Rainbow's End ($10)
Crawford says he "played off the religious angle of the The Chapel," when naming the drinks, noting that the building once served as a mortuary. "Rainbow's End," he notes, is "a British euphemism for going to the other side." The drink, based on gin or vodka, incorporates Pimm's—"People love Pimm's Cups," says Crawford—plus lemon juice and a ginger syrup infused with fresh raspberries. "This one's the crowd pleaser," says Crawford.
Crown of Thorns ($10)
You can order a vodka version of this drink, but Crawford recommends it with gin. "I want the aromatics—it's a long and herbal drink." Crawford layers on the herbal flavors with Bar Keep lavender bitters, a honey syrup infused with rosemary, and Genepy des Alpes, an Alpine liqueur that Crawford likes for its "rosemary and basil flavor. It's similar to Chartreuse," he notes, "but a little more subtle, and at 90 proof, it's fresher tasting." Soda and lemon are added to complete the beverage, which Crawford calls his "patio refresher."
Segunda Vida ($12)
"This is my cocktail geek's cocktail, the adventurous drink," says Crawford. "Mezcal is my favorite spirit these days. I went down to Oaxaca recently, and it's a magical place." Crawford describes the Segunda Vida as "a spirit-driven mezcal drink" with "an unlikely combination of ingredients—but it just works," he says. "Mezcal is earthy. Becherovka—the predominant flavor is clove—we get body and sweetness from it, and the dusty earthiness of Salers gentian liqueur goes with mezcal and balances the sweetness of the Becherovka." The drink is served up, with a few pitted Castelvetrano olives, which Crawford says add a bit of brininess. The best part? "The cocktail soaks into the olive, so by the end you have this smoky, clove-y olive."
Cane and Able ($11)
"I spelled 'em wrong on purpose," says Crawford about this drink, named for its primary spirit, cachaça, which is made from fermented sugarcane juice. He uses Leblon, and mixes it with Tia Maria coffee liqueur, plus a housemade pineapple syrup and St. Elizabeth allspice dram. "Every time you sip this drink, it changes," says Crawford. "You get this grassy cachaça, a little fruit, coffee, allspice—this is one of the most dynamic drinks on the list, with these layers of flavor that bounce around."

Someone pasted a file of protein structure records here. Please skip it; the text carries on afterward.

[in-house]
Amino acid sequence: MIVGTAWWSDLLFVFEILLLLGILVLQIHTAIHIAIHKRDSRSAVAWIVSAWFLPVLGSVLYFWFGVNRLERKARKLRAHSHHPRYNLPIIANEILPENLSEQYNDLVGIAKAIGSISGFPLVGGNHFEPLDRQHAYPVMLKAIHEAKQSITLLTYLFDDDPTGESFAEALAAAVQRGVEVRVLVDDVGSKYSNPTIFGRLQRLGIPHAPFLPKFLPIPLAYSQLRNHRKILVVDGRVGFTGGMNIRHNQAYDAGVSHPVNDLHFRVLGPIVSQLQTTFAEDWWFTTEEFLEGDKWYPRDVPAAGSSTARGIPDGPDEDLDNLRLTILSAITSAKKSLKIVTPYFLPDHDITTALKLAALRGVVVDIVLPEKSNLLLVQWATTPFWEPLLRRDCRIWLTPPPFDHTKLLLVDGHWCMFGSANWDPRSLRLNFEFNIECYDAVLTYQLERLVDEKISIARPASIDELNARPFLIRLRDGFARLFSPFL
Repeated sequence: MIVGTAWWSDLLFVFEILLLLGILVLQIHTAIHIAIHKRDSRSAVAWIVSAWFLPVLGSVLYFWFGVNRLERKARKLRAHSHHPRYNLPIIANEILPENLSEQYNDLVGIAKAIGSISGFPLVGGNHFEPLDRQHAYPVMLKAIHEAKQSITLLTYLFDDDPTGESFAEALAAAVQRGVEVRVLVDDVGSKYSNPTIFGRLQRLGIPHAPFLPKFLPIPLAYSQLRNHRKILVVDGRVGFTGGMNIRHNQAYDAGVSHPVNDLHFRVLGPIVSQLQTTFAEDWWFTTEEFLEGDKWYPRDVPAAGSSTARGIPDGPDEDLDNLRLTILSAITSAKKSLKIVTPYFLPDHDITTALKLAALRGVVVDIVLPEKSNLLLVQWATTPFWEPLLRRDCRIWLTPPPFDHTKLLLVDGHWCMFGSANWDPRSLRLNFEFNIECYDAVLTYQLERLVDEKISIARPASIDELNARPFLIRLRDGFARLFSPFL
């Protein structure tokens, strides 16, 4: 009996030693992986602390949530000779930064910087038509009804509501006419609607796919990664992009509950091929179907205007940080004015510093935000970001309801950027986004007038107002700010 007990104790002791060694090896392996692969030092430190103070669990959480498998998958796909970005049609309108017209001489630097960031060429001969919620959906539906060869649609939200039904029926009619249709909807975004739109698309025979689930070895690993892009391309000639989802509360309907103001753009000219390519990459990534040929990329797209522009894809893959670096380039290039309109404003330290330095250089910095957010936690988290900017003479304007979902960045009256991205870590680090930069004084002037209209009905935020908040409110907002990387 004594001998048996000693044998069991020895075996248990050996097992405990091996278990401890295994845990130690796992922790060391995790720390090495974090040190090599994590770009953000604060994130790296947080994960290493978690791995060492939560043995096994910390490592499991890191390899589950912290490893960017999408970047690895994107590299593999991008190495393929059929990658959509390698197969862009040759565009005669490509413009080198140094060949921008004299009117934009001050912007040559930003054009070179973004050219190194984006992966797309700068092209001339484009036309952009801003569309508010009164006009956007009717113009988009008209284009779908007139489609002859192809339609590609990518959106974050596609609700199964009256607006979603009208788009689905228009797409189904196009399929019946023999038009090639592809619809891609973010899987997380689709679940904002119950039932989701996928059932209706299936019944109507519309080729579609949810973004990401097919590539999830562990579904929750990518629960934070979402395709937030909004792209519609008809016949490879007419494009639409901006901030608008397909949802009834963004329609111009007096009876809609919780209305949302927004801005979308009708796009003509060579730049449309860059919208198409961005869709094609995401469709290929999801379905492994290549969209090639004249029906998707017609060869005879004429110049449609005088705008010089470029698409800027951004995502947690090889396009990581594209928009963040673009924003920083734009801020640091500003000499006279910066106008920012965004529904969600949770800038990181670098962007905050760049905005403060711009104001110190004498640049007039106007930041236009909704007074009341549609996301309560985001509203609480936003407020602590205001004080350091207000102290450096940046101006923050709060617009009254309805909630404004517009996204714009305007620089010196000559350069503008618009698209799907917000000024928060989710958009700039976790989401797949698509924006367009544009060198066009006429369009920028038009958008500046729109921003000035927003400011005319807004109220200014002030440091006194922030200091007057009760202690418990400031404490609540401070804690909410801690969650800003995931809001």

Altar Ego ($12)
This variation on a whiskey sour is made with Old Overholt rye, lemon juice, Amaro Nonino, and a brown sugar syrup infused with cinnamon sticks, plus peach bitters and a bit of egg white "for texture." Crawford praises Amaro Nonino for being "super mixable. It's not as aggressive as some amari," he notes. "It has nice orangey flavors, subtle bitterness, and spice on the back end." He says that he chose the rye for its ability to punch through the egg white, "which subdues flavors. Rye stands out a little more than bourbon would," he says.
Lady Guadalupe ($11)
"I want the habanero to be subtle," says Crawford about this cocktail, made with a habanero-infused passionfruit syrup. "Habanero is kind of sweet and tropical," he says, "so it goes well with the fruit." The syrup is mixed with El Jimador tequila, fresh lime juice, grapefruit bitters, and Rinquinquin. "It's an aperitif wine, like Lillet, but with peach flavor," explains Crawford. "I like to use aperitif wines to lengthen the flavors of a cocktail, give them room to breathe," he says. "It takes a little of the sharpness of the spirit out and softens the acid of the lime." The habanero provides "a sweet heat on the backend," says Crawford.
Nail in the Coffin ($12)
"Chocolate and orange go well together," says Crawford, so they both appear in this bourbon drink, which is made with "assertive" Wild Turkey 101, plus Cynar ("it has that bittersweet candylike quality," says Crawford), organic Fruit Lab orange liqueur, and chocolate bitters, which Crawford says add "a concentrated chocolate flavor—dry chocolate, not sweet."